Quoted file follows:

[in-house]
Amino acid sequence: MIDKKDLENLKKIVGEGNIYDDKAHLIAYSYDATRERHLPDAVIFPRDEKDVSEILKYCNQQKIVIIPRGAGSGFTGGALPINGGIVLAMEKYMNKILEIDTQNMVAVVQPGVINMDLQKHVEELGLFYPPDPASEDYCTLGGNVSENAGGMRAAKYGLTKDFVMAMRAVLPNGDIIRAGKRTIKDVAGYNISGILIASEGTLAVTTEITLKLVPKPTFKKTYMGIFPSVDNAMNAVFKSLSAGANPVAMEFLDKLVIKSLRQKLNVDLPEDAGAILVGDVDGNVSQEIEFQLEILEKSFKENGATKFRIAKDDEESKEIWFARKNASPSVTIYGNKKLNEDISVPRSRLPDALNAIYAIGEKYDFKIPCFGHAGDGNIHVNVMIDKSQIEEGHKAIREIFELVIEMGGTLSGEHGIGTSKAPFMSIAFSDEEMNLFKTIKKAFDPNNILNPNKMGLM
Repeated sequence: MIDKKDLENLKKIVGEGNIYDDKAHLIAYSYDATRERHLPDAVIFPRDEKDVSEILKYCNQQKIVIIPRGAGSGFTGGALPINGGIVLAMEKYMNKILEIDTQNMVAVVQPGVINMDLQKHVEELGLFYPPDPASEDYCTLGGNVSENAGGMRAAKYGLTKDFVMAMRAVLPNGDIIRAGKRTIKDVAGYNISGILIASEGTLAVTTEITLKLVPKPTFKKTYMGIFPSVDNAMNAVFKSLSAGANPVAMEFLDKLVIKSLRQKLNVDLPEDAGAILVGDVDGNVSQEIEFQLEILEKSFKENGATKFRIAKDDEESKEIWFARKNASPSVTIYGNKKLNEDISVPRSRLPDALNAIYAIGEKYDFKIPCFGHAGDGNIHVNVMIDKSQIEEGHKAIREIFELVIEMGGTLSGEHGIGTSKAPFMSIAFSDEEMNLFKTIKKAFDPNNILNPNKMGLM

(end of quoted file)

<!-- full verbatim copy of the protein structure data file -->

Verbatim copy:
[in-house]
Amino acid sequence: MIDKKDLENLKKIVGEGNIYDDKAHLIAYSYDATRERHLPDAVIFPRDEKDVSEILKYCNQQKIVIIPRGAGSGFTGGALPINGGIVLAMEKYMNKILEIDTQNMVAVVQPGVINMDLQKHVEELGLFYPPDPASEDYCTLGGNVSENAGGMRAAKYGLTKDFVMAMRAVLPNGDIIRAGKRTIKDVAGYNISGILIASEGTLAVTTEITLKLVPKPTFKKTYMGIFPSVDNAMNAVFKSLSAGANPVAMEFLDKLVIKSLRQKLNVDLPEDAGAILVGDVDGNVSQEIEFQLEILEKSFKENGATKFRIAKDDEESKEIWFARKNASPSVTIYGNKKLNEDISVPRSRLPDALNAIYAIGEKYDFKIPCFGHAGDGNIHVNVMIDKSQIEEGHKAIREIFELVIEMGGTLSGEHGIGTSKAPFMSIAFSDEEMNLFKTIKKAFDPNNILNPNKMGLM
Repeated sequence: MIDKKDLENLKKIVGEGNIYDDKAHLIAYSYDATRERHLPDAVIFPRDEKDVSEILKYCNQQKIVIIPRGAGSGFTGGALPINGGIVLAMEKYMNKILEIDTQNMVAVVQPGVINMDLQKHVEELGLFYPPDPASEDYCTLGGNVSENAGGMRAAKYGLTKDFVMAMRAVLPNGDIIRAGKRTIKDVAGYNISGILIASEGTLAVTTEITLKLVPKPTFKKTYMGIFPSVDNAMNAVFKSLSAGANPVAMEFLDKLVIKSLRQKLNVDLPEDAGAILVGDVDGNVSQEIEFQLEILEKSFKENGATKFRIAKDDEESKEIWFARKNASPSVTIYGNKKLNEDISVPRSRLPDALNAIYAIGEKYDFKIPCFGHAGDGNIHVNVMIDKSQIEEGHKAIREIFELVIEMGGTLSGEHGIGTSKAPFMSIAFSDEEMNLFKTIKKAFDPNNILNPNKMGLM